What do we do when we’ve used up all of the earthly resources that sustain our lives? “Hold your breath, don’t eat” until they regenerate, was the joking suggestion from Mathis Wackernagel, executive director of the Global Footprint Network (GFN). Wackernagel, in New York for Climate Week NYC, declared that Friday, September 25, was Earth Overshoot Day – “the day when humanity begins living beyond its ecological means.”
This can be a difficult concept to wrap one’s head around. After all, Friday has passed and we’re still breathing and eating. Is Earth Overshoot like running out of wine at a party? Not exactly. Since nature’s resources are generally regenerative rather than finite, Earth Overshoot is a rate comparison: our rate of consumption exceeds the Earth’s rate of resource generation.
Using over 5,000 data points, the Global Footprint Network calculates two basic numbers: World Biocapacity and World Ecological Footprint (EF). The first is a measure of how much water, food, fiber, timber, and carbon sequestration is provided by the Earth in a single year – all converted to a land area in “global acres.” The second is a measure of how much water, food, fiber, and timber humans use, plus how much carbon we emit – also converted to global acres.
According to 2009 estimates, the World Ecological Footprint is roughly 40 percent higher than the World Biocapacity. Thus, 268 days into the year we “celebrate” Earth Overshoot Day. Although little publicized currently, this is something that could be more widely recognized and talked about – even used as a teaching tool.
While GFN has developed a spiffy logo for Earth Overshoot Day and a range of images to convey the significance of the day, the explicit message of reduce your footprint and here’s how is noticeably absent. This is not an oversight on GFN’s part, but rather a signal of their effort to frame the Ecological Footprint concept in a positive light. The goal, as Wackernagel puts it, “is not just to tell people to cut their ecological footprint, but to ask, ‘How can we have the best lives possible?’”
Wackernagel is insistent on this approach, citing the need for people, businesses, and countries to realize their own self-interest in reducing their footprints. The messaging around environmental and climate action is often focused on telling us how to act rather than explaining the root reasons for changing our ways, but Wackernagel says, “We give you the data and the trends, and you make the decisions.”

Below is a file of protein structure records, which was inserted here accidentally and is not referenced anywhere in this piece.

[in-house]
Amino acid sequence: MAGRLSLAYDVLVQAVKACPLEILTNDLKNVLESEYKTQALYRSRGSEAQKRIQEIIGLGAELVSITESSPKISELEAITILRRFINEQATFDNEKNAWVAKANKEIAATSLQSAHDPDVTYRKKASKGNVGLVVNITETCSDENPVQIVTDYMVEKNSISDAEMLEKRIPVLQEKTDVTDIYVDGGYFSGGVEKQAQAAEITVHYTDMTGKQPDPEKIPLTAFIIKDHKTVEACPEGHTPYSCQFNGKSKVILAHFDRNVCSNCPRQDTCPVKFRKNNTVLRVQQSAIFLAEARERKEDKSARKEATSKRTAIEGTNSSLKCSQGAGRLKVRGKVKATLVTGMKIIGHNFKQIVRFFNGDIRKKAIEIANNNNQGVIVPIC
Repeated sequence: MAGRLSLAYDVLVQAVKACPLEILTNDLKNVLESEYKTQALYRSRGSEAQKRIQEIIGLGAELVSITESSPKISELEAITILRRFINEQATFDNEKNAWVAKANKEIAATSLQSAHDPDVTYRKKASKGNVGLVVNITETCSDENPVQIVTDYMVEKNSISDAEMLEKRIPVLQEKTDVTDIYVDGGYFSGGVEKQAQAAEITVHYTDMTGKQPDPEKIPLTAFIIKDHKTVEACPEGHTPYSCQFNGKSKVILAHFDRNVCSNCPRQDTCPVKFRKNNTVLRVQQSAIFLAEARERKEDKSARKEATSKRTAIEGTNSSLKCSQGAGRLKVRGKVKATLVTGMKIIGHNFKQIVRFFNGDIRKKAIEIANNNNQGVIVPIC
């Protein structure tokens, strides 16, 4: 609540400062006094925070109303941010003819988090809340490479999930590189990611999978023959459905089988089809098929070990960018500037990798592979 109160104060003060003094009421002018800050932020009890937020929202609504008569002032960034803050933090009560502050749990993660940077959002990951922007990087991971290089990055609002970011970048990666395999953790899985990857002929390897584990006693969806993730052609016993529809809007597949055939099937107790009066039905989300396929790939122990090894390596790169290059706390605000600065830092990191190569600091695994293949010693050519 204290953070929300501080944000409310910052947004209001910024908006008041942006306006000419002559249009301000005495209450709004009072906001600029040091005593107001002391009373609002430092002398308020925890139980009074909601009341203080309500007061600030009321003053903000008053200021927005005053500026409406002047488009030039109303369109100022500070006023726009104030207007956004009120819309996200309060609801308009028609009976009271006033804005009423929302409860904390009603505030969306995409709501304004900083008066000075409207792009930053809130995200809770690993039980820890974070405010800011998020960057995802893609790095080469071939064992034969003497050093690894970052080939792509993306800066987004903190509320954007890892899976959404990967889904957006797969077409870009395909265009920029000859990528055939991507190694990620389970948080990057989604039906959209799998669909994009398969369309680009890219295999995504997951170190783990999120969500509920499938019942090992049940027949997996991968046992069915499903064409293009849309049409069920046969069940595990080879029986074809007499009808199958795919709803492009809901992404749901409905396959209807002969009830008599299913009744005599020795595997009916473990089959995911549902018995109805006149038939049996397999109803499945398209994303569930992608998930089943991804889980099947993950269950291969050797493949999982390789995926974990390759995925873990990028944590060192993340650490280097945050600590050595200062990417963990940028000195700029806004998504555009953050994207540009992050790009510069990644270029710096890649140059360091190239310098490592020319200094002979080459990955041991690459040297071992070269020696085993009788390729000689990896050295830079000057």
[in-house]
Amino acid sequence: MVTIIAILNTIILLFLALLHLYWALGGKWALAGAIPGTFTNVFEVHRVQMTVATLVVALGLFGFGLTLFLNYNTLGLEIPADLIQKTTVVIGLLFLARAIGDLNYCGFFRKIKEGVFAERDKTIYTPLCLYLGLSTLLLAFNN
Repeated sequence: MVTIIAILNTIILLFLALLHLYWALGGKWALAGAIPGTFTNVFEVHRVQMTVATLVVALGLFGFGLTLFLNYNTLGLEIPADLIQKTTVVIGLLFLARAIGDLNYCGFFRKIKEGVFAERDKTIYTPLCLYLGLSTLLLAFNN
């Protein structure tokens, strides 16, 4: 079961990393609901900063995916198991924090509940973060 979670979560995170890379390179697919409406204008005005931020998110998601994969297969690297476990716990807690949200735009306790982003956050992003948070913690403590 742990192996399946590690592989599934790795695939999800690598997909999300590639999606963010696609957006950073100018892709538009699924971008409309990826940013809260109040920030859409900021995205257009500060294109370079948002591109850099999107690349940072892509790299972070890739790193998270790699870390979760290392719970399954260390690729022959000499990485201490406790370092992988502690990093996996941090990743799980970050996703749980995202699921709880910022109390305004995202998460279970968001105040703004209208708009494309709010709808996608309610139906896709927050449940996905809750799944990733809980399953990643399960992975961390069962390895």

But how can you guarantee that simply spreading knowledge will also spread behavior change? This job is being done by individuals, organizations, and even governments that have found unique ways of using the Ecological Footprint. Educators are teaching about environmental impact by having their students take the Ecological Footprint Quiz, and the organization Redefining Progress provides a list of Footprint Education ideas.
In just the past year, a host of reports on the status of the planet and human wellbeing have included the Ecological Footprint as a main part of their equations. The New Economics Foundation’s Happy Planet Index (HPI) measures a person’s life satisfaction and longevity against their environmental impact, yielding “happy life years per global acre.” While the HPI may seem a little out there, WWF’s Living Planet Report, published periodically since 1998, uses the EF as its primary indicator of environmental impact.
More recently, the French government-sponsored Commission on the Measurement of Economic Performance and Social Progress (a.k.a., the Stiglitz Commission) made news in September with the release of a report on the limits of GDP and possibilities for other indicators oriented toward a sustainable future. The report examined the Ecological Footprint extensively and acknowledged its potential value in international statistics reporting. In fact, GFN has now set a goal of getting 10 countries to adopt the EF as a central national statistic.
If the world needs greater recognition of our ecological impact, whether it be in official reports or in individual daily lives, it must be brought about in a positive manner. Earth Overshoot, then, is not about doom and gloom but about looking forward to the changes that will come when more people realize the benefits of reducing their footprints. As Earth Overshoot Day moves further and further back on our calendar, we are in dire need of ramping up the rate of behavior change because, barring a miracle, the emptying wine jugs won’t refill themselves.